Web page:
Addiction is not uncommon among athletes, but it is consistently detrimental to their lives. Athletes are supposed to be the physical pinnacle of their sport in order to remain desirable as athletes. The most damaging thing that addiction can do to an athlete is affect their health. Substance abuse addictions affect an athlete’s health in obvious ways, but even addictions that are not substance related will have an effect on a person’s physical body, even if for no other reason than addiction heavily interferes with a person’s passions and goals, making what used to be important to them go by the wayside. A professional athlete, who needs to train daily to remain competitive, cannot afford this kind of distraction. The other commitments in their life, such as personal relationships, cannot survive addiction either. The best thing a professional athlete can do for themselves, their careers and their loved ones is seek addiction treatment.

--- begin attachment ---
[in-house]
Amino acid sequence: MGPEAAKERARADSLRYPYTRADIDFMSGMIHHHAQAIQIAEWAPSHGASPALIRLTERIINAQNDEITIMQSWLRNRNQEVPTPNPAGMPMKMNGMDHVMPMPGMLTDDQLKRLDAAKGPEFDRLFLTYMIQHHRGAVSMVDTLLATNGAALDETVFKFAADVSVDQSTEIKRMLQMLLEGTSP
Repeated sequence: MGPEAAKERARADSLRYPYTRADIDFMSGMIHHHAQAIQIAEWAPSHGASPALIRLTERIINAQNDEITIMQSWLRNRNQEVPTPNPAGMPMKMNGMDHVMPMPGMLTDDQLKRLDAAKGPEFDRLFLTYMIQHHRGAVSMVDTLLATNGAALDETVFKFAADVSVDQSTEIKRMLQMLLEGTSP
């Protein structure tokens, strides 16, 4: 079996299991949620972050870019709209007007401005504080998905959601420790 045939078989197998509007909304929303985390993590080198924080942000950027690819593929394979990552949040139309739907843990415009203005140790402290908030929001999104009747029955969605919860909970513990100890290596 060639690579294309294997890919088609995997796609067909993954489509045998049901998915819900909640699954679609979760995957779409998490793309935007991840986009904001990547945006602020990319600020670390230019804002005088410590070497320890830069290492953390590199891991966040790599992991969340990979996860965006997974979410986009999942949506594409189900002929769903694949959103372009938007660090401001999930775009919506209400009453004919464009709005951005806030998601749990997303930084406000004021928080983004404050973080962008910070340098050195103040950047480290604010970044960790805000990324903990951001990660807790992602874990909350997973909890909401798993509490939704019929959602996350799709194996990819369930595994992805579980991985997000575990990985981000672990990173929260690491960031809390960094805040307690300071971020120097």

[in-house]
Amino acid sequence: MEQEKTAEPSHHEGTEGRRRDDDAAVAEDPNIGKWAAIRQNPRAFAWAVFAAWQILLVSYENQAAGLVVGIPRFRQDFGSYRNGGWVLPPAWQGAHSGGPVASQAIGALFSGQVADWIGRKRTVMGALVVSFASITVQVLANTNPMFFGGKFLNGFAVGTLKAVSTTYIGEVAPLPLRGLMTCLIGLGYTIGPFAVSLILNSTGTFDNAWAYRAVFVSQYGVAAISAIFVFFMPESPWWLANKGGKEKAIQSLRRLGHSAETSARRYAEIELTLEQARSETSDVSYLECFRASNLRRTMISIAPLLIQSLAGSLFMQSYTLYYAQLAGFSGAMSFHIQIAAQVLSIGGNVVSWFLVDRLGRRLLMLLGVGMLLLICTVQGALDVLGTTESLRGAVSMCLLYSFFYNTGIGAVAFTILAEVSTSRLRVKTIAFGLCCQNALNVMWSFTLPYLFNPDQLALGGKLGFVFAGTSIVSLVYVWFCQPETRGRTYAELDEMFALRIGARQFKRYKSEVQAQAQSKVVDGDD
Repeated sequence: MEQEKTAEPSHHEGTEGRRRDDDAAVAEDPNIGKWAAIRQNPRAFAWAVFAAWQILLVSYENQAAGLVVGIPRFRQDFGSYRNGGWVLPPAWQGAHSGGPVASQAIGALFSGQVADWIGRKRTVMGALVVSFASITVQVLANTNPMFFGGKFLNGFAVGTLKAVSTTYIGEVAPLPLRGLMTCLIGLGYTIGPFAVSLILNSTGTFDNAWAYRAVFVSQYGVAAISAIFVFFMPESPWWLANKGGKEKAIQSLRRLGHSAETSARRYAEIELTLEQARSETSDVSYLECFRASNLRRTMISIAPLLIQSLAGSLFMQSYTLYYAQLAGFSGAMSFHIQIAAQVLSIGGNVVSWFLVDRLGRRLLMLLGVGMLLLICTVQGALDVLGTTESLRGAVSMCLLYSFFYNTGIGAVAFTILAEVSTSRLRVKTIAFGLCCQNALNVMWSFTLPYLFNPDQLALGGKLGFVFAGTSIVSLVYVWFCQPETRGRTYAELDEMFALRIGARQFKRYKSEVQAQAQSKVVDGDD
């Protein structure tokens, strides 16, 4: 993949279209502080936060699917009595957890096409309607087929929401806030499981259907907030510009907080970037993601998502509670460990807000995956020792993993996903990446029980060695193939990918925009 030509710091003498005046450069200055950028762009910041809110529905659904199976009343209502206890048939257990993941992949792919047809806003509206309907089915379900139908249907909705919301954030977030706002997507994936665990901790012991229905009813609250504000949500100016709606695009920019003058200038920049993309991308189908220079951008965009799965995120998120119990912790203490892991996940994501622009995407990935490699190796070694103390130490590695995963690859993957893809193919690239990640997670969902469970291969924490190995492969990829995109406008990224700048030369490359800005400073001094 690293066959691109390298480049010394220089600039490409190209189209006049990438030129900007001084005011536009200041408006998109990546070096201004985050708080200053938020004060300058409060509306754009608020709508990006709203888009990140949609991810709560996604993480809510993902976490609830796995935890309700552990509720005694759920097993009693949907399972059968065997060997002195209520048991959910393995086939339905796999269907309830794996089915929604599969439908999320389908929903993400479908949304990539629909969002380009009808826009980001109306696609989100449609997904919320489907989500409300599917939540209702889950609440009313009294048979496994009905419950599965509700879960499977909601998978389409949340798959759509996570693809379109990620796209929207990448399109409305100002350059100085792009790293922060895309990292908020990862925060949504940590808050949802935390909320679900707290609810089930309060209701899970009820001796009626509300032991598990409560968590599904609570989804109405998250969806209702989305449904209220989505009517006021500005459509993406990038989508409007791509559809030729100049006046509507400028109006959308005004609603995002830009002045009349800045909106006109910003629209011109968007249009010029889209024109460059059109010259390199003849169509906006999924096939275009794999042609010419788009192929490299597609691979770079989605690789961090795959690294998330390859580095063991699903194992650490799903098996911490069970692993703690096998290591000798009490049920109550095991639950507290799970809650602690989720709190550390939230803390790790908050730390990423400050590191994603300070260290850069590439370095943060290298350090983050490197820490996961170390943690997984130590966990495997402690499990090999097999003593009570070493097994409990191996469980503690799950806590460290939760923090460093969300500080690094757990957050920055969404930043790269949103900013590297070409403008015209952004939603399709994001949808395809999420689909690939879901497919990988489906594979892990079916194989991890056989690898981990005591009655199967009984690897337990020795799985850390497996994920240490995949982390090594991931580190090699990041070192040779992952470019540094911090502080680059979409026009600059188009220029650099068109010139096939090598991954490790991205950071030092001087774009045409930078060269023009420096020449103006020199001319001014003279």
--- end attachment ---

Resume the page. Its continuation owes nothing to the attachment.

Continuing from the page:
Professional athletes should know that there are addiction treatment programs created specifically for them. The pressures that athletes face are unique, and mental health professionals and addiction specialists know that addiction treatment for a professional athlete has to be created specifically for them. In fact, many of the staff members of addiction treatment programs for athletes are former athletes themselves, and know very well the challenges and hardships that fall on professional athletes. In addiction treatment, or a rehabilitation program, athletes will go through a complete detox, if it was a substance they were addicted to, followed by an in-depth treatment that can last anywhere from 30 to 90 days, or longer. In treatment, the athlete will learn the underlying causes for their addiction and how to manage them. They will work diligently through workbook exercises, readings, therapy sessions and group meetings to reach a point where they can maintain their recovery. These treatment methods will be designed to address the competitive, passionate nature of a professional athlete. If necessary, the individual will take up residence in an on-site sober living facility once treatment is done in order to gradually reintroduce themselves to the outside world. The treatment schedule is often worked around the practices and meetings the athlete needs to attend.